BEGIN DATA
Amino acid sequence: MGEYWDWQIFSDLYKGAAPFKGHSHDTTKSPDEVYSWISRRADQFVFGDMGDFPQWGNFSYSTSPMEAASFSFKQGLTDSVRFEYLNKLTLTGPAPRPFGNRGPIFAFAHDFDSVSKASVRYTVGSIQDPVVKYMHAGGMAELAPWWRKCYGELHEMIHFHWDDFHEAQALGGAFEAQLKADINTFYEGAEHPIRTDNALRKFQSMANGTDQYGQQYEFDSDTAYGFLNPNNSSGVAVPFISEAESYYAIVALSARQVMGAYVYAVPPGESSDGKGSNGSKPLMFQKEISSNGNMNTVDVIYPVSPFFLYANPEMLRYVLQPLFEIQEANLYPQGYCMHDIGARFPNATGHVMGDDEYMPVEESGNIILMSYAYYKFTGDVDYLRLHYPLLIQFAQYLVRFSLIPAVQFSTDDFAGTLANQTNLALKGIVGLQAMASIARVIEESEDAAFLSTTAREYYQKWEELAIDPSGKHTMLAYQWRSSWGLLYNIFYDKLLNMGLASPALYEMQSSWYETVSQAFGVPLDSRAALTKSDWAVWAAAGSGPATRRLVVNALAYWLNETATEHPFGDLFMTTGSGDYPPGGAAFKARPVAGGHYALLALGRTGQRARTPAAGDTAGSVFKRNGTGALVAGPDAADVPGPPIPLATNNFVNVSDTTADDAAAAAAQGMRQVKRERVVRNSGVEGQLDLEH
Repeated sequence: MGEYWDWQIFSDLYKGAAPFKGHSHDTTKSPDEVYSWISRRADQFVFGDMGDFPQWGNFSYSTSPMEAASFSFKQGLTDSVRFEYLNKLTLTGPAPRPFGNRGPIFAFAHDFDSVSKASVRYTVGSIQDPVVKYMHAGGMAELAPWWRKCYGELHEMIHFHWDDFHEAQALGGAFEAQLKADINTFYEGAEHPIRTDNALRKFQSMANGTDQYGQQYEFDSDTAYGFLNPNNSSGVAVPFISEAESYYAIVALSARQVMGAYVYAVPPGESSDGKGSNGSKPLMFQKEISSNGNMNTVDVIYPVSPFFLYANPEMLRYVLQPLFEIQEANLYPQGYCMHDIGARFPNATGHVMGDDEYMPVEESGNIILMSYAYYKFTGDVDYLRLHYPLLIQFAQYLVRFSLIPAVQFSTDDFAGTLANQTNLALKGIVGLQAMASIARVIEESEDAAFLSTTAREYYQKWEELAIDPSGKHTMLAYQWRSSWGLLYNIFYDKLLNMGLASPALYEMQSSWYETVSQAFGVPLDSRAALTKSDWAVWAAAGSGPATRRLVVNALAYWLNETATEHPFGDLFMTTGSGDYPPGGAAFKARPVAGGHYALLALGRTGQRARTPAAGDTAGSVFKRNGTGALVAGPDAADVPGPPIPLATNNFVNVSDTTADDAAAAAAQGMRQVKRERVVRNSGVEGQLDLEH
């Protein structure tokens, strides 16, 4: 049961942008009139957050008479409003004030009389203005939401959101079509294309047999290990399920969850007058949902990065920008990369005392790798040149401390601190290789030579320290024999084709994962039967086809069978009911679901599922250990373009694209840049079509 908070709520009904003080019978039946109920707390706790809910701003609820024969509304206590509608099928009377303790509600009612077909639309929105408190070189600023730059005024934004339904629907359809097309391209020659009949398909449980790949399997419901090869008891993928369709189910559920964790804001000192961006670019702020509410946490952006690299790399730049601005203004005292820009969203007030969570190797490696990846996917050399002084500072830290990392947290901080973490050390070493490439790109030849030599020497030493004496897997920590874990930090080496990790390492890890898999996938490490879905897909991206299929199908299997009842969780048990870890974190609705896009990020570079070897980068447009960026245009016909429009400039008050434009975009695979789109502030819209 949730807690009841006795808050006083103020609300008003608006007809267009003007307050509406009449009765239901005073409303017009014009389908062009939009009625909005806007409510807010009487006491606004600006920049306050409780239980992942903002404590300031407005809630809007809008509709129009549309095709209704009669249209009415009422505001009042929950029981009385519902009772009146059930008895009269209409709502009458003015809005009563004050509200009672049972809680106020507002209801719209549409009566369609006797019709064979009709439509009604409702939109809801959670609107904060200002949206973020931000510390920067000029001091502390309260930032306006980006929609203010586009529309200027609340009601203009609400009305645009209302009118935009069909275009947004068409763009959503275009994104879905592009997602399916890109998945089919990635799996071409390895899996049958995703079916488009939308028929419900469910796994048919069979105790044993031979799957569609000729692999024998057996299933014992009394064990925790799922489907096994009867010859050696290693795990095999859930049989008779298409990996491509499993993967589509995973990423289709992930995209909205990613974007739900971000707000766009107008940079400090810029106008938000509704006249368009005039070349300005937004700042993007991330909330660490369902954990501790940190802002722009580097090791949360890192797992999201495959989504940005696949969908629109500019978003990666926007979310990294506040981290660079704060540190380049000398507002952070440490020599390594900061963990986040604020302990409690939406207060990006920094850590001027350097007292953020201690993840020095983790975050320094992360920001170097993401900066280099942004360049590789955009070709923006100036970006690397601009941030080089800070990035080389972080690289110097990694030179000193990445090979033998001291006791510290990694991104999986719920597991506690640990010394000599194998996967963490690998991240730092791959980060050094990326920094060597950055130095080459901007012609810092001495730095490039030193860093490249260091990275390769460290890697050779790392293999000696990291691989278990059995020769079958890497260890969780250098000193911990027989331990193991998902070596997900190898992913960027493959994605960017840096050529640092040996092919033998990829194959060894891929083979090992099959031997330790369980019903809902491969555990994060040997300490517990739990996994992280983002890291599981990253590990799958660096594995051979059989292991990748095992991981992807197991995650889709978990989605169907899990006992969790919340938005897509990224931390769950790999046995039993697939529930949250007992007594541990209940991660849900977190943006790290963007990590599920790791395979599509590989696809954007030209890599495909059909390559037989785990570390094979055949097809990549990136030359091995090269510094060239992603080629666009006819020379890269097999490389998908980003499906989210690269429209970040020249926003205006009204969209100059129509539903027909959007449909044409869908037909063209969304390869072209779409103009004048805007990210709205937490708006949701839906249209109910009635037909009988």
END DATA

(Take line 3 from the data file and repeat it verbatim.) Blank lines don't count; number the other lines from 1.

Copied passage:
């Protein structure tokens, strides 16, 4: 049961942008009139957050008479409003004030009389203005939401959101079509294309047999290990399920969850007058949902990065920008990369005392790798040149401390601190290789030579320290024999084709994962039967086809069978009911679901599922250990373009694209840049079509 908070709520009904003080019978039946109920707390706790809910701003609820024969509304206590509608099928009377303790509600009612077909639309929105408190070189600023730059005024934004339904629907359809097309391209020659009949398909449980790949399997419901090869008891993928369709189910559920964790804001000192961006670019702020509410946490952006690299790399730049601005203004005292820009969203007030969570190797490696990846996917050399002084500072830290990392947290901080973490050390070493490439790109030849030599020497030493004496897997920590874990930090080496990790390492890890898999996938490490879905897909991206299929199908299997009842969780048990870890974190609705896009990020570079070897980068447009960026245009016909429009400039008050434009975009695979789109502030819209 949730807690009841006795808050006083103020609300008003608006007809267009003007307050509406009449009765239901005073409303017009014009389908062009939009009625909005806007409510807010009487006491606004600006920049306050409780239980992942903002404590300031407005809630809007809008509709129009549309095709209704009669249209009415009422505001009042929950029981009385519902009772009146059930008895009269209409709502009458003015809005009563004050509200009672049972809680106020507002209801719209549409009566369609006797019709064979009709439509009604409702939109809801959670609107904060200002949206973020931000510390920067000029001091502390309260930032306006980006929609203010586009529309200027609340009601203009609400009305645009209302009118935009069909275009947004068409763009959503275009994104879905592009997602399916890109998945089919990635799996071409390895899996049958995703079916488009939308028929419900469910796994048919069979105790044993031979799957569609000729692999024998057996299933014992009394064990925790799922489907096994009867010859050696290693795990095999859930049989008779298409990996491509499993993967589509995973990423289709992930995209909205990613974007739900971000707000766009107008940079400090810029106008938000509704006249368009005039070349300005937004700042993007991330909330660490369902954990501790940190802002722009580097090791949360890192797992999201495959989504940005696949969908629109500019978003990666926007979310990294506040981290660079704060540190380049000398507002952070440490020599390594900061963990986040604020302990409690939406207060990006920094850590001027350097007292953020201690993840020095983790975050320094992360920001170097993401900066280099942004360049590789955009070709923006100036970006690397601009941030080089800070990035080389972080690289110097990694030179000193990445090979033998001291006791510290990694991104999986719920597991506690640990010394000599194998996967963490690998991240730092791959980060050094990326920094060597950055130095080459901007012609810092001495730095490039030193860093490249260091990275390769460290890697050779790392293999000696990291691989278990059995020769079958890497260890969780250098000193911990027989331990193991998902070596997900190898992913960027493959994605960017840096050529640092040996092919033998990829194959060894891929083979090992099959031997330790369980019903809902491969555990994060040997300490517990739990996994992280983002890291599981990253590990799958660096594995051979059989292991990748095992991981992807197991995650889709978990989605169907899990006992969790919340938005897509990224931390769950790999046995039993697939529930949250007992007594541990209940991660849900977190943006790290963007990590599920790791395979599509590989696809954007030209890599495909059909390559037989785990570390094979055949097809990549990136030359091995090269510094060239992603080629666009006819020379890269097999490389998908980003499906989210690269429209970040020249926003205006009204969209100059129509539903027909959007449909044409869908037909063209969304390869072209779409103009004048805007990210709205937490708006949701839906249209109910009635037909009988």